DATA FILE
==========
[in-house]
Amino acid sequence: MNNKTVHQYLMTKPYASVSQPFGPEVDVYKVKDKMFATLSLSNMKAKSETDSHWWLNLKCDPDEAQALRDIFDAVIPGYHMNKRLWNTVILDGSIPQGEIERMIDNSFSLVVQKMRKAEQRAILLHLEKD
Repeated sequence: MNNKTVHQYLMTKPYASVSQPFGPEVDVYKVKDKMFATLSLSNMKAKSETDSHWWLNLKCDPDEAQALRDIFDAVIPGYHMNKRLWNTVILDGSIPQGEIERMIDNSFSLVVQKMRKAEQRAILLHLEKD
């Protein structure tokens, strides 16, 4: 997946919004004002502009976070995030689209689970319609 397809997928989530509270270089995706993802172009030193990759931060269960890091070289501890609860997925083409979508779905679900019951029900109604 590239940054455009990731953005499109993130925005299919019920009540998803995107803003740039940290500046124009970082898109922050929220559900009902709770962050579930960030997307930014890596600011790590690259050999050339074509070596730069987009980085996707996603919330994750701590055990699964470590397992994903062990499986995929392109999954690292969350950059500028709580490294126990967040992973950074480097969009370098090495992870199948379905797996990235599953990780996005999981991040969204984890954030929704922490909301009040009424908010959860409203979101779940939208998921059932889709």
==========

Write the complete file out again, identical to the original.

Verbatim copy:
[in-house]
Amino acid sequence: MNNKTVHQYLMTKPYASVSQPFGPEVDVYKVKDKMFATLSLSNMKAKSETDSHWWLNLKCDPDEAQALRDIFDAVIPGYHMNKRLWNTVILDGSIPQGEIERMIDNSFSLVVQKMRKAEQRAILLHLEKD
Repeated sequence: MNNKTVHQYLMTKPYASVSQPFGPEVDVYKVKDKMFATLSLSNMKAKSETDSHWWLNLKCDPDEAQALRDIFDAVIPGYHMNKRLWNTVILDGSIPQGEIERMIDNSFSLVVQKMRKAEQRAILLHLEKD
């Protein structure tokens, strides 16, 4: 997946919004004002502009976070995030689209689970319609 397809997928989530509270270089995706993802172009030193990759931060269960890091070289501890609860997925083409979508779905679900019951029900109604 590239940054455009990731953005499109993130925005299919019920009540998803995107803003740039940290500046124009970082898109922050929220559900009902709770962050579930960030997307930014890596600011790590690259050999050339074509070596730069987009980085996707996603919330994750701590055990699964470590397992994903062990499986995929392109999954690292969350950059500028709580490294126990967040992973950074480097969009370098090495992870199948379905797996990235599953990780996005999981991040969204984890954030929704922490909301009040009424908010959860409203979101779940939208998921059932889709």